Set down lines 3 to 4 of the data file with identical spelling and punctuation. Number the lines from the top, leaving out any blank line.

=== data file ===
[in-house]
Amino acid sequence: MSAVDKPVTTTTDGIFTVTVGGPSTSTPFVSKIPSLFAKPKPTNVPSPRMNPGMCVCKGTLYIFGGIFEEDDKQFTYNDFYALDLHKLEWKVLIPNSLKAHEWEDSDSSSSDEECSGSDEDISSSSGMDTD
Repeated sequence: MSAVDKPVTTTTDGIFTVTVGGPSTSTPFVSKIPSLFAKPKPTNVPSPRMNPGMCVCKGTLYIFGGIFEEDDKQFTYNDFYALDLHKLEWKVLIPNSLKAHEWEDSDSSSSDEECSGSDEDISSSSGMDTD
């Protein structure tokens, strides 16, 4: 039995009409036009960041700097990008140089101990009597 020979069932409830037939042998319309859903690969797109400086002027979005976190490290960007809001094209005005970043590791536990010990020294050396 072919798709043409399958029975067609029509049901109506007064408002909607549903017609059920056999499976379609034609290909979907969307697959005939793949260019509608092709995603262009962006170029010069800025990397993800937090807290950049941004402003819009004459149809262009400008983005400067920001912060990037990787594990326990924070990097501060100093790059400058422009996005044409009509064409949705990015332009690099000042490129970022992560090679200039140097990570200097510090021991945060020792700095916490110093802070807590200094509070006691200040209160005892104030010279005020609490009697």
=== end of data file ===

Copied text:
Repeated sequence: MSAVDKPVTTTTDGIFTVTVGGPSTSTPFVSKIPSLFAKPKPTNVPSPRMNPGMCVCKGTLYIFGGIFEEDDKQFTYNDFYALDLHKLEWKVLIPNSLKAHEWEDSDSSSSDEECSGSDEDISSSSGMDTD
């Protein structure tokens, strides 16, 4: 039995009409036009960041700097990008140089101990009597 020979069932409830037939042998319309859903690969797109400086002027979005976190490290960007809001094209005005970043590791536990010990020294050396 072919798709043409399958029975067609029509049901109506007064408002909607549903017609059920056999499976379609034609290909979907969307697959005939793949260019509608092709995603262009962006170029010069800025990397993800937090807290950049941004402003819009004459149809262009400008983005400067920001912060990037990787594990326990924070990097501060100093790059400058422009996005044409009509064409949705990015332009690099000042490129970022992560090679200039140097990570200097510090021991945060020792700095916490110093802070807590200094509070006691200040209160005892104030010279005020609490009697």